staying in the shelter bay marina in colon was all about stocking up and servicing several bits and pieces on maloo.
while mark did an engine and generator service, cleaned and polished i went several times to the supermarkets to buy food that would feed us to australia.
as things are said to be rather expensive (if available) in the southern pacific, this seems a good thing to do, but how much f.e. pasta does one need for 7 months- how many bottles of shampoo? - how many cans of peaches? how much uht milk? and most much beer?
well, we are not sure if we answered these questions right, but I'm pretty sure we will have too much of some and not enough of other.

then the big day came! the transit through the canal. we had already done some line handling on lazy bones a week earlier, to get a feeling of whats going on - still, doing it on and with your own boat is truly special!

just a few facts: the panama canal starts with the three Gatun Locks on the atlantic side, then little boats like us get to stay one night in Lake Gatun, a beautiful fresh water lake surrounded by forrest and howler monkeys. it is also said that there is crocodiles in the lake - we haven't seen them though - at that stage, the ships are lifted a total of 26m (which sounds much more impressive when you say 84feet) from atlantic sea level. the next morning you start at 6:00am going about 30nm through the lake and through the Gaillard Cut to the Pedro Miguel Lock and then further onto the two Miraflores Locks - so 3 Locks down again, before finally entering the pacific - and here you might be lowered a total of 31m, as there is a 5m tide on the pacific side.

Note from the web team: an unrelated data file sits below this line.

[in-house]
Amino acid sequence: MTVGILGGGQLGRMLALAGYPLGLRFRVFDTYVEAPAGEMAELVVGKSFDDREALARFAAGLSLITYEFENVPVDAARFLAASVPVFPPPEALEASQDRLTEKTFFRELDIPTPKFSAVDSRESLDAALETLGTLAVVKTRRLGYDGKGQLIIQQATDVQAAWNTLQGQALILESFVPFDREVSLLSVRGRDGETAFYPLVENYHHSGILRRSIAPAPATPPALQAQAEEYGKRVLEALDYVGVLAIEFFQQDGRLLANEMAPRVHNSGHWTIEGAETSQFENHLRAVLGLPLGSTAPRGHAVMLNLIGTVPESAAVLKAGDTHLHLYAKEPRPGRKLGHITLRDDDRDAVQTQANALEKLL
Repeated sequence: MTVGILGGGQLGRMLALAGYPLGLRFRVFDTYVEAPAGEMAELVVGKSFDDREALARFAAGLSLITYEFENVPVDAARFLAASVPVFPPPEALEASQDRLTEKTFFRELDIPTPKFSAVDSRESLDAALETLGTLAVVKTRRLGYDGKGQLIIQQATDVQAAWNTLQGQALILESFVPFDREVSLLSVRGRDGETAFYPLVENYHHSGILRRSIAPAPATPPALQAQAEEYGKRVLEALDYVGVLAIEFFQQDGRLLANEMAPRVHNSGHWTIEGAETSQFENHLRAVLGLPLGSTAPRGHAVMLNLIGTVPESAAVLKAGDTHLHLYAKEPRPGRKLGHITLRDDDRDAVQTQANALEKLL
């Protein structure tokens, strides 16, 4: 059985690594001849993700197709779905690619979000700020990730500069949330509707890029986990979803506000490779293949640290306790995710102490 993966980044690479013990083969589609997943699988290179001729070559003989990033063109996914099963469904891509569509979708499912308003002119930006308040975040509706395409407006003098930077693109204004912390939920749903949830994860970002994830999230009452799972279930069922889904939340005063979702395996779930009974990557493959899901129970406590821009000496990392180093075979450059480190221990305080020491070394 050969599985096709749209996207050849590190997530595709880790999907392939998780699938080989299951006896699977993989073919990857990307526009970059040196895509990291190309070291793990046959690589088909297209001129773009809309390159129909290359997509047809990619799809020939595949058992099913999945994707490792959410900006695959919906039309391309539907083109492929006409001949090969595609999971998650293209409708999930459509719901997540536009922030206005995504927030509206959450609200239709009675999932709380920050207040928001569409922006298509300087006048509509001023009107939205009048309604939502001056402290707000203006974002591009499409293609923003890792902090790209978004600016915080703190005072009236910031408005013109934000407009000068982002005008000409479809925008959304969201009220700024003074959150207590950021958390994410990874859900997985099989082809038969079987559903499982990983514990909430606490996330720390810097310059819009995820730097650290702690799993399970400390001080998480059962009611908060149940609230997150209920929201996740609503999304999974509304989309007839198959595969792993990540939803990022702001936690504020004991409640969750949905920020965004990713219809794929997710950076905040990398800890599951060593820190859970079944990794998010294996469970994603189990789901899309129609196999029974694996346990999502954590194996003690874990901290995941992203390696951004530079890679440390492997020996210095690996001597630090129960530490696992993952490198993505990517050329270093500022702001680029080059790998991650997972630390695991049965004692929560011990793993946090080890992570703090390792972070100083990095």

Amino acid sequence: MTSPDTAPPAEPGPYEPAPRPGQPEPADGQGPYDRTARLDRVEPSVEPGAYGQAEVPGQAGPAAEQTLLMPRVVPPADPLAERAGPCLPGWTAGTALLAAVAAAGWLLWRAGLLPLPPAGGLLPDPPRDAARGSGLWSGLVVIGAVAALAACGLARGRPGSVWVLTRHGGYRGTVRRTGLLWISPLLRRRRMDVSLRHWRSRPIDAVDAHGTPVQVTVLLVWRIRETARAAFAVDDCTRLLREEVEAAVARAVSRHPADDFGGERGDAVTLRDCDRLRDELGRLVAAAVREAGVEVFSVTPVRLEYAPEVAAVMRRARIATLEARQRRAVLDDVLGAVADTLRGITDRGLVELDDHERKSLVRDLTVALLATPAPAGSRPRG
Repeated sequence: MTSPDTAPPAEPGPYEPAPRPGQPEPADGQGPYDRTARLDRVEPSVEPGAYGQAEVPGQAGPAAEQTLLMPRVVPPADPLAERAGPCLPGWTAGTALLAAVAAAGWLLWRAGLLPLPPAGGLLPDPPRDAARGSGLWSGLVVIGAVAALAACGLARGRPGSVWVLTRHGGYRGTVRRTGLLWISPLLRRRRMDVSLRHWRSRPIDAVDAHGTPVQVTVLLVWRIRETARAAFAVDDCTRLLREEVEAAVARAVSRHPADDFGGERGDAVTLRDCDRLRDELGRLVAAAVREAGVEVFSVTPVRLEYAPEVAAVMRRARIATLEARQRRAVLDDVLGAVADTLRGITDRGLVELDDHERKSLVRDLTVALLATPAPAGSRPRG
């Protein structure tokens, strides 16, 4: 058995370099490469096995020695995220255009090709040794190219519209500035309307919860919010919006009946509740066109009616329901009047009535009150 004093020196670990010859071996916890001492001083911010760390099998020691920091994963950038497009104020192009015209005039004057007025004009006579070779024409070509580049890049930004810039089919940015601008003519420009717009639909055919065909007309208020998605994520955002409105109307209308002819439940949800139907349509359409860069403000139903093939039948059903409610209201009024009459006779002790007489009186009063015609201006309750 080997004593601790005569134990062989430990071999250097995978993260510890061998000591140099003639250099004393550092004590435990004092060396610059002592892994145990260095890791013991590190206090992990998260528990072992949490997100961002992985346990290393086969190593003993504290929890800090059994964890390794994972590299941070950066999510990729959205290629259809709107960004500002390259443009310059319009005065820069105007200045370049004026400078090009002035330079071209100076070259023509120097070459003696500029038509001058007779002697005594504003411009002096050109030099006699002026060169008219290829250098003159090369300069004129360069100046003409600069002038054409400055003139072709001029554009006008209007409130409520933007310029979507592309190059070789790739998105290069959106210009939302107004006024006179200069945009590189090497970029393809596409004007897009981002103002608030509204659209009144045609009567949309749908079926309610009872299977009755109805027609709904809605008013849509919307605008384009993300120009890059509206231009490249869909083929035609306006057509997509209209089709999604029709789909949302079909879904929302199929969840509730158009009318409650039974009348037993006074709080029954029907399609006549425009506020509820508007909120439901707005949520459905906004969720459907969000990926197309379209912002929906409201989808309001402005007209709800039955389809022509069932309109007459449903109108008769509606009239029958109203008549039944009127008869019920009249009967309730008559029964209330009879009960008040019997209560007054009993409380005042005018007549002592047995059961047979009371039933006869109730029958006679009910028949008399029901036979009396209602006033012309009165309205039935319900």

all in all the transit cost us 1300US: 800US for the canal itself, the rest for extra fenders and lines and the agent and and and. the big container ships pay up to 350,000US -so we got away cheap, hey?

so on the 25th of march at 1.30pm an adviser came to our boat and off we went to the first locks. we rafted up with a little french yacht - being the bigger boat with the stronger engine mark had to do all the maneuvering - not sooo easy if you are in two monohulls and especially challenging if the captain on the french boat does not want to give up his wheel and starts steering too...but mark managed just fine.
and how good he was he got to prove just in the first lock, when the line thrower up on the lock wall missed the stern of the french boat. it took him forever to get his throw line sorted again. with nothing holding the raft, we drifted towards the wall (you will see a little bit of it on the video) and with only a meter left to the wall and to the big container ship in front of us, finally the stern line got put on and the raft was pulled to the middle. only the bow thruster and mark using our prop walk held our maloo off the wall.

after that though, everything went fine! a lovely night in the lake with great people - our line handlers mike, bob and cale - and an early start the next day. sure enough at 6:00 sharp two new advisers came on board to do the rest of the transit with us.

so enjoy our little video....and see if you can spot the "full moon"! thanks mike!

better to be watched on youtube though:

Mark, the adviser and Bob focusing on the job

one last look back!

Panamax = bloody huge

relaxing ON the buoy for the night at lake gatun

just as we came in to panama city -  a surprise visitor: Steve Job's yacht Venus

have to admit she's quite stunning seen live  

the (unexpected) skyline of panama city

one of the few 2-finger sloths that live near our anchorage

and they do move quite fast i have to say

we are currently in panama city - stocking up on a few more things (like new fishing gear and a spear gun) and will head off to the las perlas islands soon. there we will wait for a bit of wind to go to galapagos...or flat enough seas to motor there, as the doldrums go straight through that passage and not a whole lot of wind is to be expected.
nevertheless...galapagos, here we come!